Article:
The author states his intentions as aiming to present a well-integrated, up-to-date and reliable text and reference book and to convey the excitement of present day biochemical studies, in a text written primarily for graduate students and undergrads with adequate training in chemistry.
BIOCHEMISTRY: The Chemical Reactions of Living Cells - Books - File Catalog - BGE & MMB
His success? An admirable reference text, especially for grad students and academics. This textbook is thorough, current in its coverage, balanced in handling areas of dispute, and an outstanding introduction to the research literature. For practicing professionals who want an up-to-date reference, particularly if their own coursework were some years ago, this would be an excellent choice.
Considering it, however, as a text for undergraduates, I would have to recommend against this as a required text. Last, in my opinion there is not enough material on the applications of biochemistry to clinical problems. In summary, this second edition is one of the most thorough textbooks of biochemistry I have encountered. It is highly recommended as a reference text and recommended with reservations for adoption in regular biochemistry courses.
Charles P. Woodbury, Jr. Pergamon Elsevier Science Ltd. In this second edition Volume 22 in the Tetrahedron Organic Chemistry Series , Hassner and Stumer have expanded the content of the first edition by adding additional name reactions now a total of reactions. Other changes include elimination of some older and less utilized reactions; however, those reactions still are listed in the Name Index, with reference to the first edition.
The authors have also incorporated a functional group transformation index, which should be of value to both researchers looking for avenues to a particular transformation and students in the process of learning and categorizing reactions.
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The format of the book is very crisp and concise: a graphical example of the reaction; an extensive reference list, including the original reference s ; and, in perhaps half the reactions, an example of the actual reaction conditions. The structure drawings are of high quality, and errors appear to be minimal e. As such, it will be of considerable utility to practicing organic chemists and to students seeking to learn the vast array of reactions available to practitioners of modern organic synthesis. Institutional libraries should all have this volume, as should practitioners of organic synthesis and any serious student of organic synthesis.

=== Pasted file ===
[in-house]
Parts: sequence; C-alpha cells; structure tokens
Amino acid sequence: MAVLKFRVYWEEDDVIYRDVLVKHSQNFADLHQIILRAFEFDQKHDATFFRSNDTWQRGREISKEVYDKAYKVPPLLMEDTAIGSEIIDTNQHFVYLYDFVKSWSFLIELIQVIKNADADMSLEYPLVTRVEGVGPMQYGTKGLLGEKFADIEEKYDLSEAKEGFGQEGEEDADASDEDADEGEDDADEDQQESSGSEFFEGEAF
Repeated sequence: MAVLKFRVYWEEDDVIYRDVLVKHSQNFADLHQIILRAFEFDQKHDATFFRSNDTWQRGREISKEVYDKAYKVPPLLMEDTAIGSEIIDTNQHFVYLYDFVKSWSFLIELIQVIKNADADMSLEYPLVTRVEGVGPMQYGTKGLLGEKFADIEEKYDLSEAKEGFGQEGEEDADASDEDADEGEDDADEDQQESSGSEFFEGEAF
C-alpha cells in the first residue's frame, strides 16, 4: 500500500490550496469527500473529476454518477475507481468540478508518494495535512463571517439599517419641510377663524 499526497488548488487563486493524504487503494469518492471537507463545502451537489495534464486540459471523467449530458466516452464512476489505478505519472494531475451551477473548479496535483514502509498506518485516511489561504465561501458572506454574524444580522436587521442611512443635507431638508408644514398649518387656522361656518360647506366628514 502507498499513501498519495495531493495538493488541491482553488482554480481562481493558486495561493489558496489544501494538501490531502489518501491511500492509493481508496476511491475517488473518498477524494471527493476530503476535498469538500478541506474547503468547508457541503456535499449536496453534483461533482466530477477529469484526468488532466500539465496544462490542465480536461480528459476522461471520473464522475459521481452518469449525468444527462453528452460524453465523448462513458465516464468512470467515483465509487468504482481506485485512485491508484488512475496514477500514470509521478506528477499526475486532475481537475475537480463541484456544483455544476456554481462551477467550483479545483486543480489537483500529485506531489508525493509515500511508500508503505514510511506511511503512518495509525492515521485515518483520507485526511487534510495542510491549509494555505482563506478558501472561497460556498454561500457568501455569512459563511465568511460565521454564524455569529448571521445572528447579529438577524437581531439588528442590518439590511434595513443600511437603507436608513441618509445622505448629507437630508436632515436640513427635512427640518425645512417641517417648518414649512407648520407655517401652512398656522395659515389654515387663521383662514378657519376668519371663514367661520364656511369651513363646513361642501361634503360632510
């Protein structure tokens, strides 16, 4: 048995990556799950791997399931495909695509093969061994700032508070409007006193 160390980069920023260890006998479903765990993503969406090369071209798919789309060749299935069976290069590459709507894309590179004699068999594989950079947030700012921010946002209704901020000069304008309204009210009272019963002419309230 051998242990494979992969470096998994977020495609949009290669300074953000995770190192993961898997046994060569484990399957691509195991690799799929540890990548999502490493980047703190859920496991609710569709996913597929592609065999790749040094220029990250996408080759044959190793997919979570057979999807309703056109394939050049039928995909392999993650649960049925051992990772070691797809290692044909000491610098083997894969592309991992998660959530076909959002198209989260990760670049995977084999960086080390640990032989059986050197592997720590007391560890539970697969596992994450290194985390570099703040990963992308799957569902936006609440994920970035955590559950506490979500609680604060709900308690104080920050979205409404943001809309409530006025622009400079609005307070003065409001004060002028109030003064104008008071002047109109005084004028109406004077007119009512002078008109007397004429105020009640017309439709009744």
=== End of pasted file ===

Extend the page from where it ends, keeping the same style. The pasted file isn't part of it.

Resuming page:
NPU ISBN This book consists of six independent chapters covering various aspects of secondary metabolites and provides a very good introduction for undergraduate and intermediate students to some important topics on natural products. As the title suggests, the book focuses on metabolites from terrestrial plants, although some chapters also deal with a few substances from animals, fungi, lichens, and actinomycetes.
Chapter 1 is introductory and provides a general overview of natural products with particular emphasis being placed on the basic and traditional methods used for the isolation, biosynthetic studies, and structure elucidation of secondary metabolites. The part concerning the isolation of natural products is primarily focused on chromatographic techniques.
The remaining chapters recount different classes of natural products and include subsections on classification, biosynthesis, identification, and, in some cases, their reactivity and spectroscopic properties; the economic importance and the natural sources of some metabolites are also included. Chapter 2 deals with some aliphatic compounds, such as fatty acids, eicosanoids, and acetogenins. Chapter 3 describes different types of aromatic compounds including polyketides, shikimic acid-derived metabolites, and a few of mixed biogenetic origin.
In addition, this chapter considers metabolites not only from plants but also from lichens, fungi, and actinomycetes; the flavonoids are the most Book Reviews extensively discussed compounds in this section. Chapter 4 deals with the family of terpenoids and provides excellent coverage of the biogenesis of the most important terpenoid backbones; unfortunately, in this chapter the authors do not emphasize the importance of the DOXP pathway for the biosynthesis of such compounds.
Chapter 5 describes the most important groups of alkaloids, as well the general methods for the detection, isolation, and chemical characterization of this type of natural products.
In this chapter, one can find detailed biosynthetic pathways as well as classical methods for synthesis e. Finally, Chapter 6 provides some brief considerations on diverse important antibiotics isolated from different natural sources and biosynthesized throughout different pathways. Unfortunately, this chapter is too short for such a broad topic.